More than half of France’s agricultural land is devoted to cultivation. France’s northern regions experience the most cultivation and productivity rates. The southern regions of France, however, exhibit ideal environments for fruits and vegetables. Fruit cultivation and production has direct effects on France’s wine production, as most locally and domestically grown fruits are used in wine making. The region of Brittany is made popular for vegetable cultivation while Burgundy maintains a high reputation for wine making. Provence is known for its ideal environments, perfect for fruits, olives and lavender fields. France’s large-scale fruit production consists mainly of pears, apples, grapes and cherries.
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France produces more than 1 million tons of apples per year. The apple varieties grown in France include the golden, Granny Smith and red chief apples. These varieties have been cultivated within the region for more than 50 years. Newer varieties such as pink lady and honey crunch as well as organic varieties such as Juliet and choupette have also been introduced. More than half of the apples produced are exported to other European and oversea nations. The remaining half is used for jams and spread production commonly used in French cuisine. These jams and spreads are sold domestically and exported. Apple trees are most abundant in Normandy, where apple cider production also occurs.
Today, there are as many as 400 wild cherry trees growing in many regions in France. Cherry cultivation is abundant in the south, particularly in the Loire Valley. Cherries grown in this region are primarily used for Guignolet, a French cherry liqueur. Cherry trees are also grown in Provence primarily for export and for jams and spreads.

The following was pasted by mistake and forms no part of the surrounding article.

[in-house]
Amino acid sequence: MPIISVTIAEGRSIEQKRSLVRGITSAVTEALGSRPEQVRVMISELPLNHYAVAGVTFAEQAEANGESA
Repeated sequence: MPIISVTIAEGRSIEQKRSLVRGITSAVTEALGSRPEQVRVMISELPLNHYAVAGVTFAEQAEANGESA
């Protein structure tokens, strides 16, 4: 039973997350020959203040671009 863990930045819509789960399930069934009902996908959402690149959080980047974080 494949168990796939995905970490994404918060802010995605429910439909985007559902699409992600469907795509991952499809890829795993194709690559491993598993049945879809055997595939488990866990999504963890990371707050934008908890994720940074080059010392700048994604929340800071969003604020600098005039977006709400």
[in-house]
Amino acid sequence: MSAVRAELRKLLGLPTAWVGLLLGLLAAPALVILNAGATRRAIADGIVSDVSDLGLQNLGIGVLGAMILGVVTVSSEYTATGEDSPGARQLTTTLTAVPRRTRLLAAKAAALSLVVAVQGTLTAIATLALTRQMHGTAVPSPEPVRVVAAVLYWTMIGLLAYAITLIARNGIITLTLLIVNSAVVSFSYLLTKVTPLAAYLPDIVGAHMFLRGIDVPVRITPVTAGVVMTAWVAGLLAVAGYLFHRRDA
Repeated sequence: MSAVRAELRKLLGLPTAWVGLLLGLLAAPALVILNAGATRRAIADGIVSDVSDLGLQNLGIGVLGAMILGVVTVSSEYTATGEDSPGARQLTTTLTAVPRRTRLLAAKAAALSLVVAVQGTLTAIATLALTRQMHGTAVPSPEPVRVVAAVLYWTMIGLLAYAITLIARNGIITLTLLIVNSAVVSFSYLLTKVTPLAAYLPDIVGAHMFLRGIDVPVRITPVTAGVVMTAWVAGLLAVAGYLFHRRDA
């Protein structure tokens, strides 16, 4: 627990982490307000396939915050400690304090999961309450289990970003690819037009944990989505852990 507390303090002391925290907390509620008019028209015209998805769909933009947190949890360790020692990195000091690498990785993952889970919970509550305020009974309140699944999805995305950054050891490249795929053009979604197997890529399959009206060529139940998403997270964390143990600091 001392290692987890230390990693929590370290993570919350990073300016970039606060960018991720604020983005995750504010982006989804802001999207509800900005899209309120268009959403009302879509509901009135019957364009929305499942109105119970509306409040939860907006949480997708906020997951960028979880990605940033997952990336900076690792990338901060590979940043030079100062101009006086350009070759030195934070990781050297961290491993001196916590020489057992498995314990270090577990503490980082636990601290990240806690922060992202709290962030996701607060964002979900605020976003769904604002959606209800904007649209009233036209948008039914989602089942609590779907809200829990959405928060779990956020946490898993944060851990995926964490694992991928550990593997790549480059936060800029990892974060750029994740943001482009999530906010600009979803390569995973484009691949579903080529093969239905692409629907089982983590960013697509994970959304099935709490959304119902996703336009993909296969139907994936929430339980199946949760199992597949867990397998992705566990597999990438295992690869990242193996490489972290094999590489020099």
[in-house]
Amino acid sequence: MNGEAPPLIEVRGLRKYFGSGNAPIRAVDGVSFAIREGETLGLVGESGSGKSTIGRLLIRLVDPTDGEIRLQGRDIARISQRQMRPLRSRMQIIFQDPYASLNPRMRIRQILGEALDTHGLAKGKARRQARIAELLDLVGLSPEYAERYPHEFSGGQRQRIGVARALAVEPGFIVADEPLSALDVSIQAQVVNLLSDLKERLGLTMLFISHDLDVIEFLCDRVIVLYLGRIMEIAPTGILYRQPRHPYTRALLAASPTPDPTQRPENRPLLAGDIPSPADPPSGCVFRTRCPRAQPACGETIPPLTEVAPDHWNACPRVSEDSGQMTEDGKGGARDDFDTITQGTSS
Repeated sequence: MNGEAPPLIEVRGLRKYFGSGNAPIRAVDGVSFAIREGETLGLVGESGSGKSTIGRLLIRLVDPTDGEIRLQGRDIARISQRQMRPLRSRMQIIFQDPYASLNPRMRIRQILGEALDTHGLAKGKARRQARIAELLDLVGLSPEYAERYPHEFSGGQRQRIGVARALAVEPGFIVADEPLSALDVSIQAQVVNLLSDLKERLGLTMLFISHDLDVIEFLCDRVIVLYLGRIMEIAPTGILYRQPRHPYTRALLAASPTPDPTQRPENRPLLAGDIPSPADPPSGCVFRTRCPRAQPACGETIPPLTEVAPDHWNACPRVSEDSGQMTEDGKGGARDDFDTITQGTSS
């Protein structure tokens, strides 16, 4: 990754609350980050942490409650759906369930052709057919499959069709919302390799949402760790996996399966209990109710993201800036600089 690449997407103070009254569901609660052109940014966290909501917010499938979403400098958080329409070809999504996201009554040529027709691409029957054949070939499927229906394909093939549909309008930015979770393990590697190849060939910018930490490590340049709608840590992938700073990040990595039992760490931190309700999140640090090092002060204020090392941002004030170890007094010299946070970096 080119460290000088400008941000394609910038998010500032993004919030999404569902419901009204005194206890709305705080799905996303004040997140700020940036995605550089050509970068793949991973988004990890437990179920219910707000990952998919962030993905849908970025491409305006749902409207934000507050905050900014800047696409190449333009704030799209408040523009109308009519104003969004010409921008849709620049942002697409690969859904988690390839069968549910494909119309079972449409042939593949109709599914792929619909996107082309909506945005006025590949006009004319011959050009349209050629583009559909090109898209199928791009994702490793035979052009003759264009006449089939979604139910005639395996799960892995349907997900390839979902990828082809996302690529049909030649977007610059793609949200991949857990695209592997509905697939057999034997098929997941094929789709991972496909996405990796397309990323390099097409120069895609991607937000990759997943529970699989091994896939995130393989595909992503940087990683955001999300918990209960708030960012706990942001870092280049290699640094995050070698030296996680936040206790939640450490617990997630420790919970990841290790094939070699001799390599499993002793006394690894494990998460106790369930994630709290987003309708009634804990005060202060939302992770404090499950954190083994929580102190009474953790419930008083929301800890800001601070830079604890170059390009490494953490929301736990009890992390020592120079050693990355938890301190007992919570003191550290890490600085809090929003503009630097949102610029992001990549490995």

Along with apples and cherries, France produces a large-scale production of pears. Pears in France are used for export, jams and spreads, and for the production of Perry, an alcoholic drink made primarily with fermented pears. Pears are closely cultivated with apples and often both fruits are produced within the same region. There is a variety of wild pear species within the southwestern regions of France. Passe Crassane is a popular French pear that is usually enjoyed and used in French cuisine during the winter months.
France is considered the number one wine producer around the world. More than 7 billion bottles of wine are produced by the country. It has the second largest wine vineyard in the world, with Spain’s vineyard area being the largest. France cultivates an extensive and impressive variety of grapes, some of which are exported while others are produced specifically for wine making. More than 800,000 hectares are devoted to this fruit. The most cultivated grape in France is the Merlot variety, which is specially used for wine making and for blending wine flavors. Other popular grape varieties include the Syrah, Grenache and Ugni Blanc. Grape cultivation tends to be most prominent in southern regions of France, such as Bergerac and Bordeaux.